Video US Worried Political Chaos in Iraq Will Hurt IS Fight

    The White House is expressing concern about rising political chaos in Iraq and the impact it could have on the fight against the Islamic State. The U.S. says Iraq needs a stable, central government to help push back the group. But some say Baghdad may not have a unified government any time soon. VOA's White House correspondent Mary Alice Salinas reports.
    Video

    Video Press Freedom in Myanmar Fragile, Limited

    As Myanmar begins a new era with a democratically elected government, many issues of the past confront the new leadership. Among them is press freedom in a country where journalists have been routinely harassed or jailed.
    Video

    Video Taliban Threats Force Messi Fan to Leave Afghanistan

    A young Afghan boy, who recently received autographed shirts and a football from his soccer hero Lionel Messi, has fled his country due to safety concerns. He and his family are now taking refuge in neighboring Pakistan. VOA's Ayaz Gul reports from Islamabad.
    Video

    Video Major Rubbish Burning Experiment Captures Destructive Greenhouse Gases

    The world’s first test to capture environmentally harmful carbon dioxide gases from the fumes of burning rubbish took place recently in Oslo, Norway. The successful experiment at the city's main incinerator plant, showcased a method for capturing most of the carbon dioxide. VOA’s Deborah Block has more.
    Video

    Video EU Visa Block Threatens To Derail EU-Turkey Migrant Deal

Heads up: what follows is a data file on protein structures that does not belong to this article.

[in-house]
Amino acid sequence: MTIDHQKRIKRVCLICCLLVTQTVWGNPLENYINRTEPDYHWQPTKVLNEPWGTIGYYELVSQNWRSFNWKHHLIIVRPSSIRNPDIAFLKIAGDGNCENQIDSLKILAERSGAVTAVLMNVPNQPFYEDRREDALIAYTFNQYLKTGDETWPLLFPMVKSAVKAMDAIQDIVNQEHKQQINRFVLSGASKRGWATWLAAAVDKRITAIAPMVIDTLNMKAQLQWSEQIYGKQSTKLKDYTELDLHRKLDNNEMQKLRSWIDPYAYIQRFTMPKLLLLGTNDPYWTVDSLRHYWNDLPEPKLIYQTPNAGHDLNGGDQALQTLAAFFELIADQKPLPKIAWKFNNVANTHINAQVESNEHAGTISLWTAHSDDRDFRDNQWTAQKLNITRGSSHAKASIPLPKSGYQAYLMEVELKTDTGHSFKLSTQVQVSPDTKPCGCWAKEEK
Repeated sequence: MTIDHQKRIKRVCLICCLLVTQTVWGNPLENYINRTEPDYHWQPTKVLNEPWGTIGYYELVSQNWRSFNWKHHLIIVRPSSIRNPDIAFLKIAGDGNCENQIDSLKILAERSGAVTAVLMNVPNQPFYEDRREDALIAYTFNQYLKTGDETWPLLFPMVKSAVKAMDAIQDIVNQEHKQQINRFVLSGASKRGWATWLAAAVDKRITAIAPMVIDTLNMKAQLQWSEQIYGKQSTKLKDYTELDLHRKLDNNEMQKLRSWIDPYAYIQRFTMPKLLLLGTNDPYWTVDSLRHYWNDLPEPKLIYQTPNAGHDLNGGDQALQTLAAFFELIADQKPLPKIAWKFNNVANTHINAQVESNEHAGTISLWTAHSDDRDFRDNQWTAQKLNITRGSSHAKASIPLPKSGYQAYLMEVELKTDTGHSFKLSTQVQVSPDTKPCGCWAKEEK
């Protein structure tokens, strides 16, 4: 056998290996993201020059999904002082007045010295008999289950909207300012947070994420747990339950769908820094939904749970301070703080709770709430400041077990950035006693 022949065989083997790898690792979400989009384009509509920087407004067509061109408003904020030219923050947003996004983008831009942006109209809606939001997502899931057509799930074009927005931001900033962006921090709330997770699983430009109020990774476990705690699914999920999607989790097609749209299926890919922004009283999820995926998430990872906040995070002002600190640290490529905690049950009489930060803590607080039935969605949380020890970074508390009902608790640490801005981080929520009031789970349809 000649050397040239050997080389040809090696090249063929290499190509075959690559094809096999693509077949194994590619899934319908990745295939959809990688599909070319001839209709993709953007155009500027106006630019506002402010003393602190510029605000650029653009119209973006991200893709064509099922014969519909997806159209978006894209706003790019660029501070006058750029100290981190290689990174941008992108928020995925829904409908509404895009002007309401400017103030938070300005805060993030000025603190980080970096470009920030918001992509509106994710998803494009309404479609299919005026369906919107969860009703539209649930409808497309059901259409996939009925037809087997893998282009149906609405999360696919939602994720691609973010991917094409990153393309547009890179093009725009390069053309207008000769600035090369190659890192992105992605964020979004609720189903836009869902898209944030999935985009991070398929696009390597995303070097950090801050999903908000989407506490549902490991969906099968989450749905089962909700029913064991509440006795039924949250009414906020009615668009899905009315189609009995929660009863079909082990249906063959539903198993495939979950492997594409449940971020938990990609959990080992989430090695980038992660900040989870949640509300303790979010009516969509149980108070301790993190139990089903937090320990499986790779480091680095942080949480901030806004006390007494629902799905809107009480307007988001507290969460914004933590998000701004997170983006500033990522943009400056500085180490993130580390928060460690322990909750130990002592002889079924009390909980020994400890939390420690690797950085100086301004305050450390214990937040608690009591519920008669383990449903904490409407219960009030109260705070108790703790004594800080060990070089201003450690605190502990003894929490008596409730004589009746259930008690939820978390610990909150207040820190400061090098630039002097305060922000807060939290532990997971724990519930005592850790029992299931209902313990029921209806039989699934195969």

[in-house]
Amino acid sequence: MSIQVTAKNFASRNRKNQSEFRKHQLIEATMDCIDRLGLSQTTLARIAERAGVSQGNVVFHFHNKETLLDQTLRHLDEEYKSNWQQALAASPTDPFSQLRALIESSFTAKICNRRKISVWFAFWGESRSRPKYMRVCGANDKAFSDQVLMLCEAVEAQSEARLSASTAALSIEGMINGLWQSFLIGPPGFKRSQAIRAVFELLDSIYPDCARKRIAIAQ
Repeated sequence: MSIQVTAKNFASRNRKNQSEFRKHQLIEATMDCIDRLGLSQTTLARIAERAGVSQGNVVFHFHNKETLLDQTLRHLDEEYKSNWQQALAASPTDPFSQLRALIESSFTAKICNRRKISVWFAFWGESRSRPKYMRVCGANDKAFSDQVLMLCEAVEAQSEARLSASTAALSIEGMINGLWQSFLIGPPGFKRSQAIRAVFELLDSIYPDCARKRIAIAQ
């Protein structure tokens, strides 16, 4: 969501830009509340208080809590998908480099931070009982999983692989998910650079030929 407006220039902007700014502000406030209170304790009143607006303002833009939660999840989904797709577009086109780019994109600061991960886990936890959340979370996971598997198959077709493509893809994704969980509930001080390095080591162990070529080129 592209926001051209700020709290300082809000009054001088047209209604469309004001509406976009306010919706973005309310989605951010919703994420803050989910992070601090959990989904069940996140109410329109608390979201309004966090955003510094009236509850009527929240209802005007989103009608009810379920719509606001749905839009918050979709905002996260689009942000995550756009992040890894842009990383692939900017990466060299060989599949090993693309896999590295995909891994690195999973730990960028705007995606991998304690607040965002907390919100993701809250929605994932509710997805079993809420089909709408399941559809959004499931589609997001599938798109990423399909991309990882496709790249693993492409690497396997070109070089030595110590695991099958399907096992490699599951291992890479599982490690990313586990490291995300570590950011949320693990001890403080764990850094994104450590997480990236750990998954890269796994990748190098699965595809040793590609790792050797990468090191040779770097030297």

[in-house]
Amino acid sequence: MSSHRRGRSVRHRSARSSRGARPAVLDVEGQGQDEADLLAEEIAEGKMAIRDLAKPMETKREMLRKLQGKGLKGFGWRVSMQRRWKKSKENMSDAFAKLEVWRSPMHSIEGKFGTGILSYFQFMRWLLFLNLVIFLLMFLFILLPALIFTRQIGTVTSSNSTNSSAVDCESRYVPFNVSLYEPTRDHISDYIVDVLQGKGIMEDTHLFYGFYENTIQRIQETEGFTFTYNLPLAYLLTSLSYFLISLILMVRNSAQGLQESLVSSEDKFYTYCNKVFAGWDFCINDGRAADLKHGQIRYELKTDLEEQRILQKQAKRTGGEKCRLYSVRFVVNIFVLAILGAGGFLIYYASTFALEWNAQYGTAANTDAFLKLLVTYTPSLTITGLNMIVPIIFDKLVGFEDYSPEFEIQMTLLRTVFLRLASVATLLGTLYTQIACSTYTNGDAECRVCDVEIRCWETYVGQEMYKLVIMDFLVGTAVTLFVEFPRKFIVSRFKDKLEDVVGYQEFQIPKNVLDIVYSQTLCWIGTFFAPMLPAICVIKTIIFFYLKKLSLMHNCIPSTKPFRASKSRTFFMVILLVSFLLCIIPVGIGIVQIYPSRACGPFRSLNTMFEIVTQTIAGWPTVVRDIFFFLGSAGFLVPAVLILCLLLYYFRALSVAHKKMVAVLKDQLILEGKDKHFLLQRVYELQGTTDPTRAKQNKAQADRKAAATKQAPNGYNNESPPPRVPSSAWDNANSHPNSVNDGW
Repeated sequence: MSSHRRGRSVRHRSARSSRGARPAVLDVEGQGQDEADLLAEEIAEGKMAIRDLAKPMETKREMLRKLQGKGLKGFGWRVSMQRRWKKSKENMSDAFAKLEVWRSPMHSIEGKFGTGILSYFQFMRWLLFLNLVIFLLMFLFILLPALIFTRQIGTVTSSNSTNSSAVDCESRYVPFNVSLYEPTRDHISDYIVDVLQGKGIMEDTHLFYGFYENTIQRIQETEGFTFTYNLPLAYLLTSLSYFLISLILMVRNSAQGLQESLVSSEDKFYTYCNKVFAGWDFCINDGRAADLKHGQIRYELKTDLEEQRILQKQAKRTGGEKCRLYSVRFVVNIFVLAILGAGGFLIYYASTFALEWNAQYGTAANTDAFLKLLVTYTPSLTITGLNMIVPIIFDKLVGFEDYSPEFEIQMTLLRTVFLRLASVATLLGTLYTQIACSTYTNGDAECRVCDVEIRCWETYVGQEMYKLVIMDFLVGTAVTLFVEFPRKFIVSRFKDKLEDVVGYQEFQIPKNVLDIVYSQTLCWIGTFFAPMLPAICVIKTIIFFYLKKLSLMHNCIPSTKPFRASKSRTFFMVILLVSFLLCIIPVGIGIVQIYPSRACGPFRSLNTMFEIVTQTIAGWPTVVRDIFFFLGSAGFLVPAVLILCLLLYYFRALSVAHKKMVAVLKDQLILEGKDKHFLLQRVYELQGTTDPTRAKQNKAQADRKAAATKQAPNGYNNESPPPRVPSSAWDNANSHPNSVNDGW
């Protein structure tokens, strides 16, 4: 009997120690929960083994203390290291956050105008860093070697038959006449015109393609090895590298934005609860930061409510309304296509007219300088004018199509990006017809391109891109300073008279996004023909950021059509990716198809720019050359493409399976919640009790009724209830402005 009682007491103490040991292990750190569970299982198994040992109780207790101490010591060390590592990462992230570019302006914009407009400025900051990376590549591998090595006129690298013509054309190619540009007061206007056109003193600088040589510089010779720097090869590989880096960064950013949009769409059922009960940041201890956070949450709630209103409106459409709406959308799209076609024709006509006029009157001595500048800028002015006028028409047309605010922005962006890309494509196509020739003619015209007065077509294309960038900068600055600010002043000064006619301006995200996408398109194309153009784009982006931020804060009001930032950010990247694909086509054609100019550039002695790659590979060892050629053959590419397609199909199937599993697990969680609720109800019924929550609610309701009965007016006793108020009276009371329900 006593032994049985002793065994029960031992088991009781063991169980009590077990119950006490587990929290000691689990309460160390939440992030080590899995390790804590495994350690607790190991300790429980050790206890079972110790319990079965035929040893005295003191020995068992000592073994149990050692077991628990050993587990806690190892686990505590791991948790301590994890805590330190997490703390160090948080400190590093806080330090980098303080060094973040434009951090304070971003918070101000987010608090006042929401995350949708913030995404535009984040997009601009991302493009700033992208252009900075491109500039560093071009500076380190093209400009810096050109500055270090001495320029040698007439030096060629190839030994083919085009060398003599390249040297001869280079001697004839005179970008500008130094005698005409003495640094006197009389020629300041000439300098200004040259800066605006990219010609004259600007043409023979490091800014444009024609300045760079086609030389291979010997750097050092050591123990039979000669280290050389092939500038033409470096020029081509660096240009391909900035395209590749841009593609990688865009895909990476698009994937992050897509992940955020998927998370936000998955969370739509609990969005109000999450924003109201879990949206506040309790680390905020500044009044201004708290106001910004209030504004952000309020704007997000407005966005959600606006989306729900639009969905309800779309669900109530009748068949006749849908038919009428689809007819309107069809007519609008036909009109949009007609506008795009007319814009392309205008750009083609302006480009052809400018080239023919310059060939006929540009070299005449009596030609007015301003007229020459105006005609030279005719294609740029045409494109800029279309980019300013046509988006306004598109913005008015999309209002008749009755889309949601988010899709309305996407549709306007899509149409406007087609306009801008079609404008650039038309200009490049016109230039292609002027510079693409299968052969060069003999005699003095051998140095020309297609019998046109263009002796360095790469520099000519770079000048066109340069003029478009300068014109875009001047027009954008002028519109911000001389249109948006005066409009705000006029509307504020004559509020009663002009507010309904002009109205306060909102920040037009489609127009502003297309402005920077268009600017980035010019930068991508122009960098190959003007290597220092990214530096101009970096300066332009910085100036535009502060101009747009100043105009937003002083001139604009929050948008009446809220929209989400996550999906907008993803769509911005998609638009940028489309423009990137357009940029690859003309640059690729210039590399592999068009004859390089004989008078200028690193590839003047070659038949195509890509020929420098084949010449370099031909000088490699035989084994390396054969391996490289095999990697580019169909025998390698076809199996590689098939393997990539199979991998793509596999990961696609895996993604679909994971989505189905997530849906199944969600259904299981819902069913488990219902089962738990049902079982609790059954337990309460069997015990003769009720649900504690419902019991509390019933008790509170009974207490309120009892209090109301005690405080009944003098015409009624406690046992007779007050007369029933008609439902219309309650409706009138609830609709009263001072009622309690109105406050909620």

Turkish citizens could soon benefit from visa-free travel to Europe as part of the recent deal between the EU and Ankara to stem the flow of refugees. In return, Turkey has pledged to keep the migrants on Turkish soil and crack down on those who are smuggling them. Brussels is set to publish its latest progress report Wednesday — but as Henry Ridgwell reports from London, many EU lawmakers are threatening to veto the deal over human rights concerns.
    Video

    Video Tensions Rising Ahead of South China Sea Ruling

    As the Philippines awaits an international arbitration ruling on a challenge to China's claims to nearly all of the South China Sea, it is already becoming clear that regardless of which way the decision goes, the dispute is intensifying. VOA’s Bill Ide has more from Beijing.
    Video

    Video Painting Captures President Lincoln Assassination Aftermath

    A newly restored painting captures the moments following President Abraham Lincoln’s assassination in 1865. It was recently unveiled at Ford’s Theatre in Washington, where America’s 16th president was shot. It is the only known painting by an eyewitness that captures the horror of that fateful night. VOA’s Julie Taboh tells us more about the painting and what it took to restore it to its original condition.
    Video

    Video Displaced By War, Syrian Artist Finds Inspiration Abroad

    Saudi-born Syrian painter Mohammad Zaza is among the millions who fled their home for an uncertain future after Syria's civil war broke out. Since fleeing Syria, Zaza has lived in Lebanon, Egypt, Jordan and now Turkey where his latest exhibition, “Earth is Blue like an Orange,” opened in Istanbul. He spoke with VOA about how being displaced by the Syrian civil war has affected the country's artists.

    Special Report

    Adrift The Invisible African Diaspora